15. Ed Vanderpump said,

    February 19, 2016 @ 12:18 pm

    I do feel that the use of "would" has increased in recent years. It feels almost as if it has been influenced by "würde" in German (and related words in other languages?). I mean in places where it used not to occur eg " If he would have done it, I would have noticed", where I would say "If he had". I noticed this first in AmE speakers and much innovation seems too come into BrE that way – or perhaps through globalised or international English, which is heavily AmE-influenced.

  16. Guy said,

    February 19, 2016 @ 12:19 pm

    Trump's use of "would have" in this exact context is a little odd. But I'm completely mystified by the comments that think there's something odd about "would have" in general. It's thoroughly standard English. I think commenters may be confusing the construction in general with specific uses that you find odd. For example, I (American, SF Bay Area, for what it's worth) don't think I would utter David L's example. But are there people who have objections to sentences like "this wouldn't have happened if you had been more careful in the first place"?

  17. DWalker said,

    February 19, 2016 @ 12:24 pm

    Inception movie! Yes!

    My brother and brother-in-law went to see that movie after I did, and as they left the house, I told them "watch out, your head will explode".

  18. DWalker said,

    February 19, 2016 @ 12:24 pm

    Bernie Taupin by way of Elton John: "I would have liked to have known her, but I was just a kid….."

  19. Pflaumbaum said,

    February 19, 2016 @ 12:36 pm

    @ Zeppelin –

    I think you might have nailed it. That I wish I would have construction is not possible for me, at any rate.

    (Though is 'subjunctive had' a term in use? I think CGEL would call it 'modally remote').

  20. Eli Driscoll said,

    February 19, 2016 @ 3:56 pm

    My initial feeling is that I think the 'if I would have [known]/I wish you would have [helped]' construction is far more widespread in written, broadcast and publicly spoken American English in the UK, to the point where, as an ESL teacher I no longer feel it's fair to judge a non-native usage of the construction as any kind of error. In British English, subjectively I would say it's common in rapid informal speech, but is expressed as something like ' if I'd'a [known] (where 'a' should be schwa). When 'would' is stressed, or at least not contracted, it still stands out to a British listener.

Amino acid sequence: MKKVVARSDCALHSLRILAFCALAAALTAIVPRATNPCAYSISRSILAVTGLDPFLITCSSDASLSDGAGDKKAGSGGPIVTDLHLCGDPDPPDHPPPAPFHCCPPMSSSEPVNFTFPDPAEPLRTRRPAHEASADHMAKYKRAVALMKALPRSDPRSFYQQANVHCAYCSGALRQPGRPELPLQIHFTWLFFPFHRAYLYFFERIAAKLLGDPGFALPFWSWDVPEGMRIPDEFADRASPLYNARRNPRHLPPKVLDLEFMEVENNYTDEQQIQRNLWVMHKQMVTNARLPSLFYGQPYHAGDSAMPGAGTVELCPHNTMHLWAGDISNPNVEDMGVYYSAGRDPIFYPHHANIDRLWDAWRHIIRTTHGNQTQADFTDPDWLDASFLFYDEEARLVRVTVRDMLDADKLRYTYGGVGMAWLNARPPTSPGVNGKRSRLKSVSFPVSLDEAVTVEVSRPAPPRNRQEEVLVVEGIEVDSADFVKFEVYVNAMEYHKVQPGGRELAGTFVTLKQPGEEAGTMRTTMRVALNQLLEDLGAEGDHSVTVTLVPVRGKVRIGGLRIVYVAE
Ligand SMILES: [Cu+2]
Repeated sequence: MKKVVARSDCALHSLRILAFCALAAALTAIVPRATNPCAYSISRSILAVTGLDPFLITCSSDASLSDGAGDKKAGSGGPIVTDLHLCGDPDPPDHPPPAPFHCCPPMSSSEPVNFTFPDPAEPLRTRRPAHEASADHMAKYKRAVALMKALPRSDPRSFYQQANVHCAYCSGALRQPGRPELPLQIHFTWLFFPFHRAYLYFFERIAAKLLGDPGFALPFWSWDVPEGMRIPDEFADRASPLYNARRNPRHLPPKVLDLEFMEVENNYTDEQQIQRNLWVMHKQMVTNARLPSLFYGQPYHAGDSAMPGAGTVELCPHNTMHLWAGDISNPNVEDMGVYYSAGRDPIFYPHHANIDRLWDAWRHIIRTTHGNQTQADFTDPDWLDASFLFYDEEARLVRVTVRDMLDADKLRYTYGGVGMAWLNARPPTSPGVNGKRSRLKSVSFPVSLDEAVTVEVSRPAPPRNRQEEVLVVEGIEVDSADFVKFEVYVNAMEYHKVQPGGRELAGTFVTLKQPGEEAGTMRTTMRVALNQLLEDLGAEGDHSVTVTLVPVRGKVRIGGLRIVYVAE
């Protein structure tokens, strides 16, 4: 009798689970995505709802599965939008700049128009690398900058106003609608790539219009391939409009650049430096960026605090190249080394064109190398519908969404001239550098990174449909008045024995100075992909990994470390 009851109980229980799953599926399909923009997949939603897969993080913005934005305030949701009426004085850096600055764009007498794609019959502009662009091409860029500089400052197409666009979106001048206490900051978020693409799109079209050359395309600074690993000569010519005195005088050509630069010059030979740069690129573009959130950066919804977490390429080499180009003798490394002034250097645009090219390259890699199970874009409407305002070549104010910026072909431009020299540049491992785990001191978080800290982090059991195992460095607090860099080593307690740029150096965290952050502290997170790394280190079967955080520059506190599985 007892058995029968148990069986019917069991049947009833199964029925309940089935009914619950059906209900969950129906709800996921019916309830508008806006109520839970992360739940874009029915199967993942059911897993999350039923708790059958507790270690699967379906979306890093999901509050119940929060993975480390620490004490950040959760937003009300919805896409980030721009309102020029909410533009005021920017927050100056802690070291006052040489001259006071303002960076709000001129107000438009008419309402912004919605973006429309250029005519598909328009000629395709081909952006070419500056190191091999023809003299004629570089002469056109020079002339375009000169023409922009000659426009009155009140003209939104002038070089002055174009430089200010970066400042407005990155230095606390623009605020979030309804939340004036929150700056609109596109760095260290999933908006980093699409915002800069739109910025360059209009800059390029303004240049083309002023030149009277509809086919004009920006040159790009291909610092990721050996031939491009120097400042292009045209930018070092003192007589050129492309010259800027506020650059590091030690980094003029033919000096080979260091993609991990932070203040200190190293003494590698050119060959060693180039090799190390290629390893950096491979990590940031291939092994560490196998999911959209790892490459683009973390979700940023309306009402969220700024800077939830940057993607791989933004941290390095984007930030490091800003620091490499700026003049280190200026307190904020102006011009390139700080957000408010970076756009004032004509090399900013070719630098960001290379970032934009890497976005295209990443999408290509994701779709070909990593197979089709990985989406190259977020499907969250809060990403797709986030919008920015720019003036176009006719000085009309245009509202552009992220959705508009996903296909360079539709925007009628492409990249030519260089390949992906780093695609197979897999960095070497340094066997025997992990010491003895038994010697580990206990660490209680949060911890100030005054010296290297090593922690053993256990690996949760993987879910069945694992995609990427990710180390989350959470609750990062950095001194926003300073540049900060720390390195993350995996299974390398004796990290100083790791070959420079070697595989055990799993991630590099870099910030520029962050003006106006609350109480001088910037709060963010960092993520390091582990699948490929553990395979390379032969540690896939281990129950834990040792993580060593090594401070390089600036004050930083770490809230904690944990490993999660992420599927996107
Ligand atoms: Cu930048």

21. Pflaumbaum said,

    February 19, 2016 @ 4:03 pm

    @ Eli Driscoll –

    That's another good point. Having said that I wish I would have was impossible for me, I now realise that I wish I'd've feels completely unremarkable. Very interesting.

  22. Eli Driscoll said,

    February 19, 2016 @ 4:06 pm

    And google seems to confirm my impression, at least as far as the written language goes, with the construction having become markedly more common in US English over the last 20 years:

  23. Eli Driscoll said,

    February 19, 2016 @ 4:09 pm

    The ngram

  24. David Morris said,

    February 19, 2016 @ 4:24 pm

    @Eli: I wondered how the frequency of 'if I would have been' compared with that of 'if I had been'. While 'if I would have been' has indeed become markedly more common in US English (and slightly more in Br English), 'if I had been' is still far more common *and* has grown in usage even faster in both varieties.

    This has occasionally come up in ESL classes. My recommendation is to follow the general pattern – a 'ordinary' verb (for the want of a better term) after the 'if' and a modal + V in the other half of the sentence.

  25. Pflaumbaum said,

    February 19, 2016 @ 4:29 pm

    Hang on though. When I say I wish I'd've, I'm probably contracting had, using the double have construction I mentioned above, not contracting would!